Op-Ed: Using Hard-to-Recycle Plastics For Fuel
The close of the 20th century gave birth to a wave of energy focused on what’s
become the well-known and widely-discussed 3 R’s: Reduce, Reuse and Recycle. From family-friendly activities like creating recycling craft ideas, to commercialized developments, such as single-stream recycling and composting, green practices have gained traction around the globe.
For example, for those who don’t use reusable water bottles, they can still refill a used plastic bottle or dispose of it in a recycling bin, so that same plastic bottle may take new form as a park bench or a T-shirt in its next life.
But, what if you could convert that bottle back into the raw materials from which it was made? Many plastics are made through a process of treating crude oil or natural gas, and new technology has made it possible to revert plastic back into those materials.
Some types of plastics are costly or difficult to process, so new technology that handles these materials efficiently and economically provides another option for plastics recycling. Certain materials, like dirty grocery packaging, old computer cases or plastics from destroyed automobile waste, are difficult to separate, clean and recycle. But, thanks to new technology developed by companies like Agilyx, these hard-to-recycle plastics can be transformed into the crude oil they were made from.
Here at Waste Management and as part of this industry, I hear about a lot of new technology in the waste and recycling business. This technology is vital to the advancement of waste management, but I think Agilyx’s waste-to-fuel process is particularly pertinent in today’s discussions of fuel dependence and limited energy resources. Hard-to-recycle plastic waste can be transformed to crude oil with relative ease:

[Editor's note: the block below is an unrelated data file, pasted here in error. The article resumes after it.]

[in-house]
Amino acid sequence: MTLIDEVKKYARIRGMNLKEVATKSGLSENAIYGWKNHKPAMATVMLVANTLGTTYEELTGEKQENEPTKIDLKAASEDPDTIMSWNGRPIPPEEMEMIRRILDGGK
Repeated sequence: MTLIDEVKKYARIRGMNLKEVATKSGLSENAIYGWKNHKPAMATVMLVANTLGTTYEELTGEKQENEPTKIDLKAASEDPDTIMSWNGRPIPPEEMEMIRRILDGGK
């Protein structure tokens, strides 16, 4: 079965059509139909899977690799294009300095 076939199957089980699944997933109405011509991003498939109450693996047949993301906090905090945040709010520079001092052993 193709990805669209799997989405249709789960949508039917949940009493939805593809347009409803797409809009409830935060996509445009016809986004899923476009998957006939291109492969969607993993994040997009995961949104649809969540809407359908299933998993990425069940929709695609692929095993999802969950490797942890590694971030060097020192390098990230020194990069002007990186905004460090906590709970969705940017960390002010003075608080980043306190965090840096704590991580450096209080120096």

1. Ground waste plastic , or “feedstock,” is placed in the Plastic Reclamation Unit and heated until it melts into a liquid and then evaporates into a gas.
2. Using a combination of temperature and vacuum, that gas is pulled into chambers where it is cooled and condensed into synthetic crude oil.
3. Waste impurities are removed from the oil and lightweight gases that do not condense continue further downstream for treatment in the Environmental Control Device to ensure that the system meets the most stringent air quality requirements.
4. Condensed oil enters into a coalescing and settling process and is eventually transferred to an exterior aboveground storage tank.
5. Final synthetic crude oil is sold to a refinery, before being used as fuel in your car or heating oil in your house.
As we’ve seen the price of crude oil continue to rise, converting plastics into fuel is a cost-effective solution that transforms waste into a resource. According to the U.S. EPA, 30 million tons of plastic waste was generated in 2009 and only 7 percent of this waste was recycled. The 27.9 million tons of plastic that wasn’t recycled could have produced 6.2 billion gallons of synthetic crude.
Agilyx is not the only company developing waste-to-crude oil technology, and the applications for such technology expand from land to sea. For example, someday Agilyx may be able to use their processes to transform the floating gyres of plastic waste in the ocean into fuel. The possibilities are unlimited.
For consumers, the process is as easy as continuing to recycle plastics and asking your municipalities to collect rigid and mixed plastics if they don’t already. Agilyx is currently capable of converting 10 tons of plastic into approximately 2,400 gallons of oil per day, and the more facilities they build, the more impact they will have.
And just think, someday you may drive a car powered by your neighbor’s old PVC piping or plastic shower curtain.
Source : earth911.com